The initial report from the Massachusetts Board of Registration in Pharmacy discovered what is already pretty clear by now. It shows that New England Compounding Center (NECC) was operating like a small drug manufacturing plant but without following the strict quality and safety oversight that would come if it had been treated like a manufacturer and regularly inspected by the FDA. The findings boost those who think that is what needs to happen.
A federal criminal investigation has been launched into the Framingham-based company, whose steroid products have been tied to an outbreak of a rare meningitis, CNN reported. The illness has killed 23 people and infected more than 300, numbers that change daily.
In its report issued late Tuesday, the pharmacy board found that "NECC distributed large batches of compounded sterile products directly to facilities apparently for general use rather than requiring a prescription for an individual patient." Its state license was only supposed to allow for prescription-specific compounding, although it has been operating on a much larger scale for years without state officials interceding.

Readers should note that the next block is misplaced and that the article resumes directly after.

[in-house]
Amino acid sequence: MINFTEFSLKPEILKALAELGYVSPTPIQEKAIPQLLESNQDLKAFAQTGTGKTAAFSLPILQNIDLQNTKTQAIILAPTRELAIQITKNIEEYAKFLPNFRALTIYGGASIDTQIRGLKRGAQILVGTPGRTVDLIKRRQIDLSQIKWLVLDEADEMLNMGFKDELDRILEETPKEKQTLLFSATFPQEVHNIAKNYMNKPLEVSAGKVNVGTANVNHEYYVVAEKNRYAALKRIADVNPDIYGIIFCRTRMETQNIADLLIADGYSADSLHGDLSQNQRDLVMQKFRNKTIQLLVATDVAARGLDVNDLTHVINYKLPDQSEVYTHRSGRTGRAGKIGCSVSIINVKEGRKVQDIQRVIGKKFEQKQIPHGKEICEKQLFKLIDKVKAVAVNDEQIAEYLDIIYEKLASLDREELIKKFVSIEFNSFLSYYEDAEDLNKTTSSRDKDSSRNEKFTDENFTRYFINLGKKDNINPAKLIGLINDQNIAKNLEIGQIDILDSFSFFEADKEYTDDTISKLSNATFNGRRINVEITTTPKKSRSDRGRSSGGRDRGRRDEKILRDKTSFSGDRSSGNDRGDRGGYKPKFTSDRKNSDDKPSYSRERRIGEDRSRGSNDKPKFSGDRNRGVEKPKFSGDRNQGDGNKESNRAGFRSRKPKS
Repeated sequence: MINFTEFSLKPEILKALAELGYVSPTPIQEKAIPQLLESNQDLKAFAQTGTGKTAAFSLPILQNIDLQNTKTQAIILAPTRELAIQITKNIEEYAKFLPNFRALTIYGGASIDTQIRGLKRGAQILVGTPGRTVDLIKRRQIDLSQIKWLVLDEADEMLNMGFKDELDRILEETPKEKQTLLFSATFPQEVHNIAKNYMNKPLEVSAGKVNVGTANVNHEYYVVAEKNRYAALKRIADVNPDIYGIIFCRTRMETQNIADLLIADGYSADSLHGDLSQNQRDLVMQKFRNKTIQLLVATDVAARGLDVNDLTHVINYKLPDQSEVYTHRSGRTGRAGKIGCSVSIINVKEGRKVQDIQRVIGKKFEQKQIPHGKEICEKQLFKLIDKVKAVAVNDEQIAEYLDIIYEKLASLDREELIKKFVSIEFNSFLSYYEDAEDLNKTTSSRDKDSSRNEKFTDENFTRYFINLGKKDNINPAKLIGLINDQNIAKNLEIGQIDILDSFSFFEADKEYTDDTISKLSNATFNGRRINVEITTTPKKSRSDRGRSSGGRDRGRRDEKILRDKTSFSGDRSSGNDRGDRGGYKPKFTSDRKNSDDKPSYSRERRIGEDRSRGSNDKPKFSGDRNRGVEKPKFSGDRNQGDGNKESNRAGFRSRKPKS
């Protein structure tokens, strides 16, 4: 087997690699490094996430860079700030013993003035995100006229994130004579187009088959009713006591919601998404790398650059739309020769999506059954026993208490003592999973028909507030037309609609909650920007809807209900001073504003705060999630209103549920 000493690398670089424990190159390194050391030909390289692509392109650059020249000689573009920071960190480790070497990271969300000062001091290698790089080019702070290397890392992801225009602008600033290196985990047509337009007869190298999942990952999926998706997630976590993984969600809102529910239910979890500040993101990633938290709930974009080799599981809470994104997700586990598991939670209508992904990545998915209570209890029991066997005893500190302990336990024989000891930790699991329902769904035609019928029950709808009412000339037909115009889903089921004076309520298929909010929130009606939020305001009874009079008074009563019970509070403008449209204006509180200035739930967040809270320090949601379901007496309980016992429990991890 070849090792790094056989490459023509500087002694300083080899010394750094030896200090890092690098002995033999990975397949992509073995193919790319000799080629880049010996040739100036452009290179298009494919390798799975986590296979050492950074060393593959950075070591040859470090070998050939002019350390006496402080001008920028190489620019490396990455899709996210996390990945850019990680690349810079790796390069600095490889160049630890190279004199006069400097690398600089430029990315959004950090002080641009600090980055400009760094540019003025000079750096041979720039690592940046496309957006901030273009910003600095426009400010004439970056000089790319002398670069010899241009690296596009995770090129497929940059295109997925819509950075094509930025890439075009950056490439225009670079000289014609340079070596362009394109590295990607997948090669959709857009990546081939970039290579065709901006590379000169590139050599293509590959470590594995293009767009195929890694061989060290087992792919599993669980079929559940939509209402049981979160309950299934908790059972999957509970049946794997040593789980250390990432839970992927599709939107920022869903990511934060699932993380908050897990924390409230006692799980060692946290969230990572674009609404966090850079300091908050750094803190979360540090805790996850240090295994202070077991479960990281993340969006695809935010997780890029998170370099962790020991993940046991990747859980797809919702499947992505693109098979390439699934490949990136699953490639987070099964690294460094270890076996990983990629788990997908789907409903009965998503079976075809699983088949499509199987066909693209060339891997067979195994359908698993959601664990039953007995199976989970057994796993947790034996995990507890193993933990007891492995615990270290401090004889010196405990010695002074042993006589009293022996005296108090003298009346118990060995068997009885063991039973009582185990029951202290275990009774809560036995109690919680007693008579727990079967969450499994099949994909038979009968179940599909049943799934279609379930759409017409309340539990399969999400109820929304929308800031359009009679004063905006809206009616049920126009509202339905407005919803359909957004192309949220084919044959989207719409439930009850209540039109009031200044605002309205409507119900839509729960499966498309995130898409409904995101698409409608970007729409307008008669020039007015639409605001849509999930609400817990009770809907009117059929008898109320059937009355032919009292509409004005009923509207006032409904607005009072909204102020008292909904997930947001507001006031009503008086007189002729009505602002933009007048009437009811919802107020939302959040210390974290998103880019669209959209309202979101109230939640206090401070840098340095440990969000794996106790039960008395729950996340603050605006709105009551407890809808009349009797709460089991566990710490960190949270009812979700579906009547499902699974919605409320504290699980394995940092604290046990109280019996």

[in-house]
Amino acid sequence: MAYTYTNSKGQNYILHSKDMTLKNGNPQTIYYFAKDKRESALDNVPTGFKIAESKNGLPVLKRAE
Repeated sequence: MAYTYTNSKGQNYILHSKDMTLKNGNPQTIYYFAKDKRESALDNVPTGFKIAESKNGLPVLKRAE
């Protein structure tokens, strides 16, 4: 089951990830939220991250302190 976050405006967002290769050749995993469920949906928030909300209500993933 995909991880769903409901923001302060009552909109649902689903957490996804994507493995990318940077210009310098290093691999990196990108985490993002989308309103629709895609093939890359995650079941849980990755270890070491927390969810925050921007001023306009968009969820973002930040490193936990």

Among quality problems, the probe that found the drug manufacturer released two of the recalled lots of methylprednisolone acetate (PF) 80 mg/ml before getting results of quality tests.
Proper sterilization procedures were not followed, and an inspection found dirty ventilation hoods, filthy floor mats and water standing on the floor next to a clean room. It also discovered black particles in some of the recovered vials of medication.
A congressional committee has already launched its own probe, a move that may lead to some new legislation to put large-scale compounding under federal purview. In part, the congressional inquiry is to hold the FDA accountable given that it did an inspection and issued a warning letter to the operation in 2006 after receiving a complaint about NECC's repackaging of the cancer drug Avastin.
The letter raised quality and health concerns, but the FDA apparently never returned to the facility, saying that the operation was under state jurisdiction. State regulators also found issues with the plant and made it agree to outside inspections from a consulting firm but didn't prevent it from operating on the scale that has now raised concerns. The steroid believed to be responsible for the outbreak was distributed in 23 states and administered to more than 14,000 patients.
- here's the state pharmacy board report
- get more from Reuters
- read this report from CNN
Congressional committee wants answers on NECC's scale
Compounder tied to meningitis deaths sold large quantities
Outbreak probe broadens as first patient sues compounding pharmacy
Should FDA get more power over compounding pharmacies?